California’s luxury home prices are clear evidence of a changing housing market for deep-pocketed buyers, with double-digit gains in the Sacramento region and slight drops in San Diego and San Jose during the third quarter.
Sacramento-area’s luxury home prices, considered the top 5% of the homes sold, increased 18.5% to an average price of $1.02 million during the third quarter compared to the same period a year ago, according to Redfin. The luxury home price gain was three times more than the 5.8% increase for the remainder of the market.
Sacramento has become a lower-priced option for those in more expensive regions in the state, especially the Bay Area, where the median home price is about $1 million.
San Diego’s luxury home prices declined 4% and San Jose was off 3.2% during the third quarter compared to a year ago. Both markets, regardless of the price range, have experienced stagnant or modestly lower prices in recent months.
Concern over the economy has caused big-priced buyers to pull back nationwide during the past three quarters. But those fears eased in the third quarter, thanks to good job numbers and higher incomes, says Redfin chief economist Daryl Fairweather.
“Because recession fears peaked over the summer, I expected luxury home prices and sales to dip. But it appears that nerves alone weren’t enough to scare off wealthy homebuyers,” says Redfin chief economist Daryl Fairweather. “The U.S. economy grew faster than expected in the third quarter, partly as a result of healthy consumer spending.”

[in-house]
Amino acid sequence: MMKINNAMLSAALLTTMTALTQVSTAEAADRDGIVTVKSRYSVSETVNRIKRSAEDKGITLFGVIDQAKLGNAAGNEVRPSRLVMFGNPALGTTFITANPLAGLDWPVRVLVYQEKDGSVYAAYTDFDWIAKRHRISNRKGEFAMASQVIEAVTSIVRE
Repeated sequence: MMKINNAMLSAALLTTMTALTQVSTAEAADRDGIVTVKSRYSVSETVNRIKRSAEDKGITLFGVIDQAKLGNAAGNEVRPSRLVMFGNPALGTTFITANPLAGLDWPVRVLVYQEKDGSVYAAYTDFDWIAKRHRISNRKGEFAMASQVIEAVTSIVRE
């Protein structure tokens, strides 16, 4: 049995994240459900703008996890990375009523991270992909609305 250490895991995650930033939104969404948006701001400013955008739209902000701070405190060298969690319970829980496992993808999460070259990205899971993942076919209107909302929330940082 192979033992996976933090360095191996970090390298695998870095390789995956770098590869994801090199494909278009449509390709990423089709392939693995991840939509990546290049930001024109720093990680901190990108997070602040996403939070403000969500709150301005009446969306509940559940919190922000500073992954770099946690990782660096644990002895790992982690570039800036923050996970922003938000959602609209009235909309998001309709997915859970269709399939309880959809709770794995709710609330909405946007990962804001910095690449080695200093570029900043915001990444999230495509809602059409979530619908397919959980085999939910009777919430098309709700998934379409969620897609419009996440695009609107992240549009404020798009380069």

Feature photo of San Jose-area home by Hank Shiffman/Shutterstock
Home sweet, profitable home
Homeowners are staying longer — and selling their homes for more.
In fact, three of the 10 cities with the largest home-seller gains during the third quarter were in California, including an impressive 82% profit in San Jose, easily the largest in the nation, according to ATTOM Data Solutions.
San Francisco home-sellers enjoyed a 72% profit, the second-largest percentage increase in the nation. San Jose and San Francisco home-sellers stayed in their homes, on average, more than 10 years before hitting the road.
Santa Rosa home-sellers had the sixth-largest gains in the nation, at 57.7%.
“The seven-year U.S. housing boom is back in high gear,” says Todd Teta, chief product officer at ATTOM. “There had been signs before the latest surge of a cooling market, but they seem to have diminished, at least for now.”
Photo of Victorian homes in San Francisco by Irina Kosareva/Shutterstock
LA, SF apartments among priciest in U.S.
California is expensive, but at least you’re not living in Manhattan.
The core of the Big Apple had seven of the 10 most expensive ZIP codes in the nation, but Los Angeles and San Francisco also made the list.
Rent was about $6,200 in Manhattan (ZIP 10282), easily the priciest in the U.S., according to RENTCafe.
But the area in Brentwood (ZIP 90024), near the University of California, Los Angeles, was the fourth most expensive in the U.S. and the priciest in the state at $4,944.
Los Angeles (90048) and San Francisco (94105) were the fifth and sixth priciest places for rent. Eighteen of the 50 most expensive ZIP codes were in California.
More than half of the costliest apartments are in Manhattan.